David's head lolled to the side, his eyes bulging in darkened sockets too wide and too deep. He shouted my name as I entered his room in the AIDS ward. The shout surprised me in its insistence, as if coming from a schoolboy over-eager to get the right answer. I wondered if the infection had affected his hearing.
"Now what are they doing to you," I asked. I spoke over the voices of Lucy and Ethel coming from a television suspended overhead. Words always failed me in hospitals. "How are you" seemed so pale, questioning the obvious. From the corridor behind me I heard hushed voices, a moan, the wheels of a gurney turning on their axles, one loose and squeaking. I thought of that one shopping cart at the supermarket. A conspiracy, I was certain, because that's the one I always ended up with.
"Who'd have thought I'd end up here, like this?" David's voice hissed between clenched teeth, barely audible now above the soft hum of mercy at work.
"You haven't ended up. Not yet." I tried a smile, but the knot in my stomach somehow cut it off. I tried hard not to see the tubes and hoses draped from shiny metal poles that stood sentry over my oldest friend in the world, witness to my life. I tried not to allow my eyes to follow the circuitous routes of all those umbilical tubes as they wound around under the single cotton sheet that didn't quite cover his groin. A smell of urine, faint but distinct, and piney spikes of disinfectant impotent in their attempt to conceal, brought me to the edge of nausea. But this wasn't my time to be sick.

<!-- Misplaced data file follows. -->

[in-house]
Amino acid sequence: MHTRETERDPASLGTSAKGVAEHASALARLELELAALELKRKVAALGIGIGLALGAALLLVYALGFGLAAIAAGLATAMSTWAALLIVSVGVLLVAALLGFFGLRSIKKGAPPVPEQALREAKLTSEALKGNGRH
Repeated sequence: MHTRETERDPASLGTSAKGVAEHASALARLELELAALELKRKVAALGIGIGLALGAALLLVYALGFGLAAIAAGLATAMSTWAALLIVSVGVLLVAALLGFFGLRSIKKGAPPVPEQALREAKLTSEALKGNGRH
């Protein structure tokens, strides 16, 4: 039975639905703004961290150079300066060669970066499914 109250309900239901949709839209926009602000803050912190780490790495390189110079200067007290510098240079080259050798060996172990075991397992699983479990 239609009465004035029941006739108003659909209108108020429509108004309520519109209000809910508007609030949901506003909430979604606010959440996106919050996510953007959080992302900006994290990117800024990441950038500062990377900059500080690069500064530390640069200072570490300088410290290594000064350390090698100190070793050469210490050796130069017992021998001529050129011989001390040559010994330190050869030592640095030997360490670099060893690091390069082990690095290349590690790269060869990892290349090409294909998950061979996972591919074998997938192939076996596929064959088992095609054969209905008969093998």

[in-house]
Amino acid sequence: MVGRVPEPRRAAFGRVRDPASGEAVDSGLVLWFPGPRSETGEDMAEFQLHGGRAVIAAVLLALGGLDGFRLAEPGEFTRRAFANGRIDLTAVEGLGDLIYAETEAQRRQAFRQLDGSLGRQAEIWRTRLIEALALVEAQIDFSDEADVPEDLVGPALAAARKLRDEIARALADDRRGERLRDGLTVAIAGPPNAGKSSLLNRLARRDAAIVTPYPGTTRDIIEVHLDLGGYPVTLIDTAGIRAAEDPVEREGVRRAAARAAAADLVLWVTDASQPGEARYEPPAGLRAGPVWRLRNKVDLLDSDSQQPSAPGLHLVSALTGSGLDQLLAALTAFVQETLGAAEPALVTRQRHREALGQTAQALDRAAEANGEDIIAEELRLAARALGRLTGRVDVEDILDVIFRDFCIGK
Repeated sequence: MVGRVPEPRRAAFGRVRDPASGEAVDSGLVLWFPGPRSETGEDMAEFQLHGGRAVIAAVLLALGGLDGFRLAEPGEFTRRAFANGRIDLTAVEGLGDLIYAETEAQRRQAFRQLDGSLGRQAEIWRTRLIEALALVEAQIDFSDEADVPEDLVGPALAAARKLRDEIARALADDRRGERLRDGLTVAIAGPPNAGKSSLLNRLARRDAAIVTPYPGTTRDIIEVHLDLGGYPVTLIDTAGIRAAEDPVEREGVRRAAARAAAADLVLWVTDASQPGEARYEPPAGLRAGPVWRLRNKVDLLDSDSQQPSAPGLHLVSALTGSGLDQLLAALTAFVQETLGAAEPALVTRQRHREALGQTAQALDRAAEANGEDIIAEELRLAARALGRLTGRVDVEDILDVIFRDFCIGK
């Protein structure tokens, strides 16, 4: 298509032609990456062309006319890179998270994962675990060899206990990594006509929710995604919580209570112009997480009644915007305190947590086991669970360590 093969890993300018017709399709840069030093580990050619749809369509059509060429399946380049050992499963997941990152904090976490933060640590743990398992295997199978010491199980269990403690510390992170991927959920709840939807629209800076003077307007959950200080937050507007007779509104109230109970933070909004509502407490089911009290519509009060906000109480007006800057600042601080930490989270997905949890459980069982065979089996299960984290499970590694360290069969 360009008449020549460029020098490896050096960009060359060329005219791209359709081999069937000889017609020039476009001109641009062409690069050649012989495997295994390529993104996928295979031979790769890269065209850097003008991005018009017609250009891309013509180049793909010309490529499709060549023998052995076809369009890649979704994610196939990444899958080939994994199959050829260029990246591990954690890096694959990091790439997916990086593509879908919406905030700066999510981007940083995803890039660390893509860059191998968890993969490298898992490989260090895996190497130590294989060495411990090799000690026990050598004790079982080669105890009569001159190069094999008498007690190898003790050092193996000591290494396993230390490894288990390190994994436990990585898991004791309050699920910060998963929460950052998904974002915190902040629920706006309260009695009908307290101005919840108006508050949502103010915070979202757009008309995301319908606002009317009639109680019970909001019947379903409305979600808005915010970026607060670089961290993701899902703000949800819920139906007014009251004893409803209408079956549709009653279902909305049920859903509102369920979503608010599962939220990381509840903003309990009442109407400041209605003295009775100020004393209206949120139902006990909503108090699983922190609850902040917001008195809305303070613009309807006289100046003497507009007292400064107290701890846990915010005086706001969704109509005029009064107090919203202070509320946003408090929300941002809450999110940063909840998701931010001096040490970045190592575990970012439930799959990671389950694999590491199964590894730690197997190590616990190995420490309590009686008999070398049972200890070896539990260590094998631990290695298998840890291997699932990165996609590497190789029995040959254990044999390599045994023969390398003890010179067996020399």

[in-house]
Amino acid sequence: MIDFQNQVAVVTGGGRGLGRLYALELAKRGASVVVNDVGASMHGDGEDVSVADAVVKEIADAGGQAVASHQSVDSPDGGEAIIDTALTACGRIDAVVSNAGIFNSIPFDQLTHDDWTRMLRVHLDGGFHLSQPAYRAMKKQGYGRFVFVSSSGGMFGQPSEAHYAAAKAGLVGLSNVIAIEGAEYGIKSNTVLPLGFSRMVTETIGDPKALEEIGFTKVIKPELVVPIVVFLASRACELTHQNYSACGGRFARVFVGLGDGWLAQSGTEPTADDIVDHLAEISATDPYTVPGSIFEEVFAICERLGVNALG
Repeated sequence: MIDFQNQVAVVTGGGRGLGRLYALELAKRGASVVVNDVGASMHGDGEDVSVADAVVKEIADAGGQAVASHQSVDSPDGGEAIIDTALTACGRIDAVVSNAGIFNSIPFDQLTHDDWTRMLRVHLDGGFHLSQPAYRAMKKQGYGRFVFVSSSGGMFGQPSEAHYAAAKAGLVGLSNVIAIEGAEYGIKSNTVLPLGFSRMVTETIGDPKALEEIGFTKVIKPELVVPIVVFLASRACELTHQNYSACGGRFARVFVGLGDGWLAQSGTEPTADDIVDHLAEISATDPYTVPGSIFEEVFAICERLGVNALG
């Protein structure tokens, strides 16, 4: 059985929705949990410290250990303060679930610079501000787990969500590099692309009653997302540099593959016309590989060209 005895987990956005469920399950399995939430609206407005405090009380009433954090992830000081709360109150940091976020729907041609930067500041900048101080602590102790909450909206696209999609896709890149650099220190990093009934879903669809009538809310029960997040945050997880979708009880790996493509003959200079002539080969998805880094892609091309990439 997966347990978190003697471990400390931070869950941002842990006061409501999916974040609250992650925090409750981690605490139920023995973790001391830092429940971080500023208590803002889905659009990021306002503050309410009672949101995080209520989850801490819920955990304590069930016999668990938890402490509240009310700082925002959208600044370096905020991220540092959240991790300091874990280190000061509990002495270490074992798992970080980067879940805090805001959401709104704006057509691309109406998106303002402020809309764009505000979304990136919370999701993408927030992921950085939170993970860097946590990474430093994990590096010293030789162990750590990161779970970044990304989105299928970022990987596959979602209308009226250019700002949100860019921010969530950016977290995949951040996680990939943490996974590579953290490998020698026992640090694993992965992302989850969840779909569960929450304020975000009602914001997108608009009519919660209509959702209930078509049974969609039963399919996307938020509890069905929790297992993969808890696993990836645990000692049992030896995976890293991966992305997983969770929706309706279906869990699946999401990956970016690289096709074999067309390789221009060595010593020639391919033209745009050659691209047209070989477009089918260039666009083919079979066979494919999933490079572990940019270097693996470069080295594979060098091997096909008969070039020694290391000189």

"I brought you these." The flowers I extended in my hand provided the only cheerful note in an otherwise discordant environment. But David's head had already rolled back to the other side, hanging at an absurd angle against the rake of the bed. I had lost him. He had turned to look back into himself and I stood helpless and alone before the steel and enamel, the draped windows and adjustable hospital bed, in a room much too large for just the two of us.
All these years later I sit in my living room, alone still, except for the drone of continuous CNN coverage of our "New War." I think of David. I watch the television as if in a trance, mute, words failing as always, as buildings fall, antiseptically, once removed from me. People jump or fall from high windows to escape the flames. Many thousands, reportedly, are presumed dead.
Through my open window sounds from the street add a counterpoint to the news coverage. I know these sounds and needn't even look around to identify them: chains rattle, a car is towed, someone shouts, someone else shouts, a car alarm screams uncontrolled. There, before my eyes a dark shape falls from the 80-something floor. A voiceover, shocked, incredulous, describes the scene, but isn't there a thrill of excitement in the voice? A child getting the answer right?
David is in my mind again. He lost. Every war has its battles, its winners and losers. They say this is our new war. What happened with the other one? Is it over?
|Neil Stannard is a professional pianist who has played in concert halls worldwide, including performances with Leopold Stokowsky, Pablo Casals, Christiane Edinger, Nell Rankin and Leona Mitchell of the Metropolitan Opera (yes, he's that old). He lives in West Hollywood, where he writes, paints and, of course, plays the piano.|